Curiously the festival is held during some of the most oppressive weather imaginable - temperatures are well into the 30s and are accompanied by debilitating levels of humidity.

Not only that. Since it's the tail end of the rainy season there's a fair chance festival goers will get drenched in one of Japan's legendary downpours.

Then there's the music.

The jangling bells, woozy flutes and ominous drums of Gion Matsuri are ubiquitous in Kyoto at this time of year. They are piped continuously through shopping arcades, main streets and, worst of all on underground train platforms where commuters are held hostage to their charmless drone.

Escape is all but impossible, the relentless boom of the drums only adds to the sense of ennui and depression as office workers endure their daily commute.

Removed from its ritualistic context, it's probably the least festive music you can imagine, a far cry from the rapturous sambas of Rio de Janeiro or the high energy excitement of San Francisco's Gay Parade.

Despite the faddish, hyper-modernity of Japan, the Matsuri music underlines how deeply the Japanese soul is rooted in tradition.

I can't help feeling ambivalent about this obsessive relationship with the past. Respect for the ancient ways can be an admirable trait, for example in the traditions which have created Japan's superlative cuisine. But one's best quality is often one's worst quality.

We love Japan partly because it has clung to its traditions longer than we have. But the ritualized conventions of Japanese society can also hinder spontaneity and social progress, or have the effect of shutting out the foreigner.

Most gaijin will probably never find themselves in Japan. Indeed, they are more likely to lose themselves.

Though Japan is crammed with experiences, sense impressions, and bizarre, unforgettable sights which baffle and charm, we don't belong to Japan and it will never belong to us.

As I become older, I realize that fitting in - just a bit - is what I crave; at least enough to somehow see myself reflected in the landscapes and soundscapes around me. Thus I suspect that one day I will leave Japan and head for a place where I can read the signs.

That's because getting a hold on Japan is like trying to grasp the elusive mountain mist. You spend an eternity attempting to track it down, then, just when you think you have it, it's gone.

Wednesday, July 8, 2009

Up There

Movie: Anvil! The Story of Anvil, (2009)
Directed by: Sacha Gervasi

When San Francisco band Handsome Poets broke up in 2000 it was a crushing experience for leader Stephen Duffy and his partner.

I should know. That partner was me.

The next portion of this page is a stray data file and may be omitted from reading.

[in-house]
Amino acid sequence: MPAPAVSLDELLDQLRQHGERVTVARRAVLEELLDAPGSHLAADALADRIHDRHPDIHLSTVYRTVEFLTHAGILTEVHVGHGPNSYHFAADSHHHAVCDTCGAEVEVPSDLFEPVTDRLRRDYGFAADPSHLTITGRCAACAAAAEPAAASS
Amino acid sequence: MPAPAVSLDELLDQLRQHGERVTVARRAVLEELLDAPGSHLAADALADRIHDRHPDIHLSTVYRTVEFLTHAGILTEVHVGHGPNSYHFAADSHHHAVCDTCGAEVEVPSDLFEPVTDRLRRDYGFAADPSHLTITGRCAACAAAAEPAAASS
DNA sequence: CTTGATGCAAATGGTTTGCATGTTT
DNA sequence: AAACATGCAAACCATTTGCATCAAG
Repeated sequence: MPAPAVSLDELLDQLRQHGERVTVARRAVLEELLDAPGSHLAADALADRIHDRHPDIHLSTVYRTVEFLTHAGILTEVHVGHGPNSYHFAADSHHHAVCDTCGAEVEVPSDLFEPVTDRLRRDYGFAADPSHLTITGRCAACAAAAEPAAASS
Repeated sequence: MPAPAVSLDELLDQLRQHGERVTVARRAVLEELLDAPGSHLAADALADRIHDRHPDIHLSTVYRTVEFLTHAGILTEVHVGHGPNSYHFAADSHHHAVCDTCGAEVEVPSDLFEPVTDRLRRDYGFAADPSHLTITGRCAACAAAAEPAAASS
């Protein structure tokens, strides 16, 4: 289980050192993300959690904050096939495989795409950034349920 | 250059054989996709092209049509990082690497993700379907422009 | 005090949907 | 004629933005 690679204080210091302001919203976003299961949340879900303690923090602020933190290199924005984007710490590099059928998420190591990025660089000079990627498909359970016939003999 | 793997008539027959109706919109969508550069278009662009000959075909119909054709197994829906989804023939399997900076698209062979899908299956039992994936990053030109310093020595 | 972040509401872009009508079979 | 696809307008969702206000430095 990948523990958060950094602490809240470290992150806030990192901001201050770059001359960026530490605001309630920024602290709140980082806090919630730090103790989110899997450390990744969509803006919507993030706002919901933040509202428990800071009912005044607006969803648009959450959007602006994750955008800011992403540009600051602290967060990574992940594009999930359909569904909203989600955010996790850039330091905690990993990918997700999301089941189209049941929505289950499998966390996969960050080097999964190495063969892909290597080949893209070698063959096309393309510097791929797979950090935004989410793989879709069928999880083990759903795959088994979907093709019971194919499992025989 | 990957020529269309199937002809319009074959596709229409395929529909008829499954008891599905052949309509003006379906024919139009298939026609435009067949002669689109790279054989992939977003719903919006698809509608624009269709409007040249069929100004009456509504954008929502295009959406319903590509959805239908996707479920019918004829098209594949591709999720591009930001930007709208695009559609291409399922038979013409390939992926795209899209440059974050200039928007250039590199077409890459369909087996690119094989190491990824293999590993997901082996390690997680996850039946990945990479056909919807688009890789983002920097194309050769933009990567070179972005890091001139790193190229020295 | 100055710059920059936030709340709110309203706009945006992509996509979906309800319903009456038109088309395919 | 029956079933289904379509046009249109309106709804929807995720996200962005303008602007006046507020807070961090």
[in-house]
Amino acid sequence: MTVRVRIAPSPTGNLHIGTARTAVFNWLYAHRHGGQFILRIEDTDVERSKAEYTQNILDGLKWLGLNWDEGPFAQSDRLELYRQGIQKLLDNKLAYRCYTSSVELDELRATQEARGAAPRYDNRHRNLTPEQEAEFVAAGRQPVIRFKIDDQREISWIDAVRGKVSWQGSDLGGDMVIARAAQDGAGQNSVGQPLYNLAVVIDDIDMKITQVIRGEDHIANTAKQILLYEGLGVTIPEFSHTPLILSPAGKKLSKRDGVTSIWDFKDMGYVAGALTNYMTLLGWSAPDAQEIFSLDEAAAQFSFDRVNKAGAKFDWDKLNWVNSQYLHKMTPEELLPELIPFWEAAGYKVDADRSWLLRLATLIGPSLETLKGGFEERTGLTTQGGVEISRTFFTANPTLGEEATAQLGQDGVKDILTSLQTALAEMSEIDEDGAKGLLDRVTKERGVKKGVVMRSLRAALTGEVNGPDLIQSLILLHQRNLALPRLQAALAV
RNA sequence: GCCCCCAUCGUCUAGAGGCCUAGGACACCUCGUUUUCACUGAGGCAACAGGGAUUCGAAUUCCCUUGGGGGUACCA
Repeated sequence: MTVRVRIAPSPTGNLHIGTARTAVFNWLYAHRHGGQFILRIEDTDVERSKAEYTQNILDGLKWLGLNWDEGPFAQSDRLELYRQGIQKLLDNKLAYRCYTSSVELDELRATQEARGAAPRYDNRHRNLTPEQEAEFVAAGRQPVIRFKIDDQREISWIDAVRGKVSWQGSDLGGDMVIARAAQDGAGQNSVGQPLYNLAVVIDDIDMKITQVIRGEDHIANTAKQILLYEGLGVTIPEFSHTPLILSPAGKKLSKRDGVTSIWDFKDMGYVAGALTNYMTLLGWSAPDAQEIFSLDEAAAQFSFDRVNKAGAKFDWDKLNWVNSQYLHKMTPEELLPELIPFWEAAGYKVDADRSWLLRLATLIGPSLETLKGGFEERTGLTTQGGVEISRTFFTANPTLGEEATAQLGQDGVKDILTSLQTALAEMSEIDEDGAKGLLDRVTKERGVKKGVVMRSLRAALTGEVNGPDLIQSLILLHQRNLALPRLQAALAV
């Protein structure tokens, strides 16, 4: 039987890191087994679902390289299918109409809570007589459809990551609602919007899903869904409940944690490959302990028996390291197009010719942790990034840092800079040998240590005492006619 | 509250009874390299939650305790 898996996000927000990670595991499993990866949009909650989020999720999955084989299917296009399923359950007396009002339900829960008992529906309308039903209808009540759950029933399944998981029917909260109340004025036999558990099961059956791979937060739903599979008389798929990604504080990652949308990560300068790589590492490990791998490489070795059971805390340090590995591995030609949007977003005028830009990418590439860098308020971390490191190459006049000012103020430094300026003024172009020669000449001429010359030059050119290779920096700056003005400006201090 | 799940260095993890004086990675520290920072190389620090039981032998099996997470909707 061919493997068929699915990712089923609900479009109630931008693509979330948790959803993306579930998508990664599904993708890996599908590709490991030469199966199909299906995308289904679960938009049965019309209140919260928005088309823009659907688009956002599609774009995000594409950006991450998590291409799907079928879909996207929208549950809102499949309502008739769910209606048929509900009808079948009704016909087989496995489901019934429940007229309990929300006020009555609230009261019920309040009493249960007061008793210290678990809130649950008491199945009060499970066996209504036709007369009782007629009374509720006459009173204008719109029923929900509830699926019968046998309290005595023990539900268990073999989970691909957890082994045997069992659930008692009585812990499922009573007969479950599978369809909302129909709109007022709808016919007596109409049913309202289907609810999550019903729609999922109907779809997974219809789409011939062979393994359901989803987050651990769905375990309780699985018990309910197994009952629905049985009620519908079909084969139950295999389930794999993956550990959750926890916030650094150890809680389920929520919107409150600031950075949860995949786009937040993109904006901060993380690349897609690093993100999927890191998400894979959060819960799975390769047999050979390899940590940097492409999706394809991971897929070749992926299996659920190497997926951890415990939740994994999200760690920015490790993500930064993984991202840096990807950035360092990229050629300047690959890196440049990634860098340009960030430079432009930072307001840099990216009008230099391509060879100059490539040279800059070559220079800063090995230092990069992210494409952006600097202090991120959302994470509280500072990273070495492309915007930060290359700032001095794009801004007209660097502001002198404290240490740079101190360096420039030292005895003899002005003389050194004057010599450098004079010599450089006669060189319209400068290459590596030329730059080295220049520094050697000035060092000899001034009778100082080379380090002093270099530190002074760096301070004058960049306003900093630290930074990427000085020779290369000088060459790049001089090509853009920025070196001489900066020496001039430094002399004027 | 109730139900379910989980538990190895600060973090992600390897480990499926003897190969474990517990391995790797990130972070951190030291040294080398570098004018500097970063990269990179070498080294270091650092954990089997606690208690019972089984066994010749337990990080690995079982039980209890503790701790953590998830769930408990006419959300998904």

As any band member will tell you, you invest every ounce of your being in the experience. You live, breathe and sleep music- writing it, playing it, recording it, arguing and worrying about it.

You lay everything on the line: your time, money, relationships, artistry and dreams.

Then there's the never-ending bullshit which lies outside your control. Indifferent club owners, moody soundmen, crappy changing rooms and soundchecks, backbiting with other bands over money and who plays first.

You hustle management and pester radio stations, imploring them to play your record, endure humiliation and self-doubt as you nervously prostrate yourself on the carpets of record company A & R men.

But the rewards, when they come, are worth all the indignity and degradation.

Like winning a major song competition. Or hearing your record on the radio. Or playing for thousands of people, feeling the incredible rush that comes from a live show. The pats on the back from strangers who want to touch you simply because they saw you on stage.

Because, as my partner Stephen used to say: when you're up there you really know you're alive.

It all came back to me as I watched the marvelous Anvil! The Story of Anvil, the tale of the Canadian prototype thrash-metal band who after near-success endured thirty years of failure and ennui as they choked on their faded dreams.

Amazingly they survived, held together by the self-belief and talent of leader Steve 'Lips' Kudlow and his drummer and sidekick Robb Reiner.

The Story of Anvil is by turns hilarious, heart-breaking and inspiring. Each moment rang true with me, as it will with every rock musician, especially the superb denouement set in Japan.

It's one of the best rock documentaries I've seen. If you really want to know what it's like to be in a band, including the highs, lows and everything in between, this is the movie to watch.